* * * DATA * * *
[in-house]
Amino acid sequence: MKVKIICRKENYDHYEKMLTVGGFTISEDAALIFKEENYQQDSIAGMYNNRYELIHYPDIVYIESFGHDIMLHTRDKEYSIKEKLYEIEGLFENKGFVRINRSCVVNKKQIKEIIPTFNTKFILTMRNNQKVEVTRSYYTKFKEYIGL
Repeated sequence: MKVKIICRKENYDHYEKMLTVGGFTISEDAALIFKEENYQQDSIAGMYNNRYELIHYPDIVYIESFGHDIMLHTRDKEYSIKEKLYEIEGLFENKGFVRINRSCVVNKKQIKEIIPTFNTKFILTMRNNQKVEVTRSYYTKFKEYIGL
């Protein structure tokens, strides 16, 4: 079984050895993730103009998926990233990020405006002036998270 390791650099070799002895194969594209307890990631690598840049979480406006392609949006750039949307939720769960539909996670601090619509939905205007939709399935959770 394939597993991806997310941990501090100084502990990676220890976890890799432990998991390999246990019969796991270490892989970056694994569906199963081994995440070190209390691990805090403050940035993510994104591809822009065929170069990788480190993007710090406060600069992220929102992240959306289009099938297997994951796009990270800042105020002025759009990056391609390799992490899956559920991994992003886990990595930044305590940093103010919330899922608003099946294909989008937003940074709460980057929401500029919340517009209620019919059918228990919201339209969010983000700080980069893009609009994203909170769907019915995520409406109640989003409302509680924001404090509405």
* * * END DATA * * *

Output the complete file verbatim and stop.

[in-house]
Amino acid sequence: MKVKIICRKENYDHYEKMLTVGGFTISEDAALIFKEENYQQDSIAGMYNNRYELIHYPDIVYIESFGHDIMLHTRDKEYSIKEKLYEIEGLFENKGFVRINRSCVVNKKQIKEIIPTFNTKFILTMRNNQKVEVTRSYYTKFKEYIGL
Repeated sequence: MKVKIICRKENYDHYEKMLTVGGFTISEDAALIFKEENYQQDSIAGMYNNRYELIHYPDIVYIESFGHDIMLHTRDKEYSIKEKLYEIEGLFENKGFVRINRSCVVNKKQIKEIIPTFNTKFILTMRNNQKVEVTRSYYTKFKEYIGL
């Protein structure tokens, strides 16, 4: 079984050895993730103009998926990233990020405006002036998270 390791650099070799002895194969594209307890990631690598840049979480406006392609949006750039949307939720769960539909996670601090619509939905205007939709399935959770 394939597993991806997310941990501090100084502990990676220890976890890799432990998991390999246990019969796991270490892989970056694994569906199963081994995440070190209390691990805090403050940035993510994104591809822009065929170069990788480190993007710090406060600069992220929102992240959306289009099938297997994951796009990270800042105020002025759009990056391609390799992490899956559920991994992003886990990595930044305590940093103010919330899922608003099946294909989008937003940074709460980057929401500029919340517009209620019919059918228990919201339209969010983000700080980069893009609009994203909170769907019915995520409406109640989003409302509680924001404090509405």